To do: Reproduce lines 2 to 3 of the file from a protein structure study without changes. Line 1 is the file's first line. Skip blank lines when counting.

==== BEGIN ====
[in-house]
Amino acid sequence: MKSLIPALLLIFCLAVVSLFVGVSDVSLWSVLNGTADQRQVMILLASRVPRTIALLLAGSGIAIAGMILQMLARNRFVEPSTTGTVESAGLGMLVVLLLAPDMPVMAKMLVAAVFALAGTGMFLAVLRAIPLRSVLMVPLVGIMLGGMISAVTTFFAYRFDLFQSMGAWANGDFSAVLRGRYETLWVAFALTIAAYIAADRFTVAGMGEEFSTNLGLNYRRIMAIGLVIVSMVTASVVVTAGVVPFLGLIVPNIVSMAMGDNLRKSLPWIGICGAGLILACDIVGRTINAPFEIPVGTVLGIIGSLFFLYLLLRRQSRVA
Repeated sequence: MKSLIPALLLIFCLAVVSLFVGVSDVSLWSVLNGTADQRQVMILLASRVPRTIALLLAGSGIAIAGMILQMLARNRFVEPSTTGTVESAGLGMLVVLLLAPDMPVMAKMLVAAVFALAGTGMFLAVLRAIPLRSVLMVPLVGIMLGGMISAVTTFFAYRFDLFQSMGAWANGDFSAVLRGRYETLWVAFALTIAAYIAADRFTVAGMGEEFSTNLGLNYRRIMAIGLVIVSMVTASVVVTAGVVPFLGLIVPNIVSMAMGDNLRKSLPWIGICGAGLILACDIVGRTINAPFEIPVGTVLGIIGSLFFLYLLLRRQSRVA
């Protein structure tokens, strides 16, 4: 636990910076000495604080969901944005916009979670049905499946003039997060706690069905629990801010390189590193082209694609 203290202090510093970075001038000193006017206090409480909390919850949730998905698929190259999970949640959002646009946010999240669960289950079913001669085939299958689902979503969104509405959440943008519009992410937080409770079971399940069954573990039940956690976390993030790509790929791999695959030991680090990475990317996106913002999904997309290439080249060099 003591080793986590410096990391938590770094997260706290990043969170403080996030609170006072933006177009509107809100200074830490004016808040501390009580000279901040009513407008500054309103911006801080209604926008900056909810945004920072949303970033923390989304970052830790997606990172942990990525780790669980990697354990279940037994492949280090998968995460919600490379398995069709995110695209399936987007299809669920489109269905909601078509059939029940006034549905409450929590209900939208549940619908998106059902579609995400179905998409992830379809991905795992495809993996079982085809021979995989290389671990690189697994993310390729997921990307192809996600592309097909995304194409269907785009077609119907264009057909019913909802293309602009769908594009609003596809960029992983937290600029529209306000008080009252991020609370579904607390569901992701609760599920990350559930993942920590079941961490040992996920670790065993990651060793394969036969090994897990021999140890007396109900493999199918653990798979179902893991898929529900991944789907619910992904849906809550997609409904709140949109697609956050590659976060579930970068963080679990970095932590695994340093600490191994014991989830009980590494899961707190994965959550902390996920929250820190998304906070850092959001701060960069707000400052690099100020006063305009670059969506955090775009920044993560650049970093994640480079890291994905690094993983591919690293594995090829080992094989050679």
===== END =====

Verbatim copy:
Amino acid sequence: MKSLIPALLLIFCLAVVSLFVGVSDVSLWSVLNGTADQRQVMILLASRVPRTIALLLAGSGIAIAGMILQMLARNRFVEPSTTGTVESAGLGMLVVLLLAPDMPVMAKMLVAAVFALAGTGMFLAVLRAIPLRSVLMVPLVGIMLGGMISAVTTFFAYRFDLFQSMGAWANGDFSAVLRGRYETLWVAFALTIAAYIAADRFTVAGMGEEFSTNLGLNYRRIMAIGLVIVSMVTASVVVTAGVVPFLGLIVPNIVSMAMGDNLRKSLPWIGICGAGLILACDIVGRTINAPFEIPVGTVLGIIGSLFFLYLLLRRQSRVA
Repeated sequence: MKSLIPALLLIFCLAVVSLFVGVSDVSLWSVLNGTADQRQVMILLASRVPRTIALLLAGSGIAIAGMILQMLARNRFVEPSTTGTVESAGLGMLVVLLLAPDMPVMAKMLVAAVFALAGTGMFLAVLRAIPLRSVLMVPLVGIMLGGMISAVTTFFAYRFDLFQSMGAWANGDFSAVLRGRYETLWVAFALTIAAYIAADRFTVAGMGEEFSTNLGLNYRRIMAIGLVIVSMVTASVVVTAGVVPFLGLIVPNIVSMAMGDNLRKSLPWIGICGAGLILACDIVGRTINAPFEIPVGTVLGIIGSLFFLYLLLRRQSRVA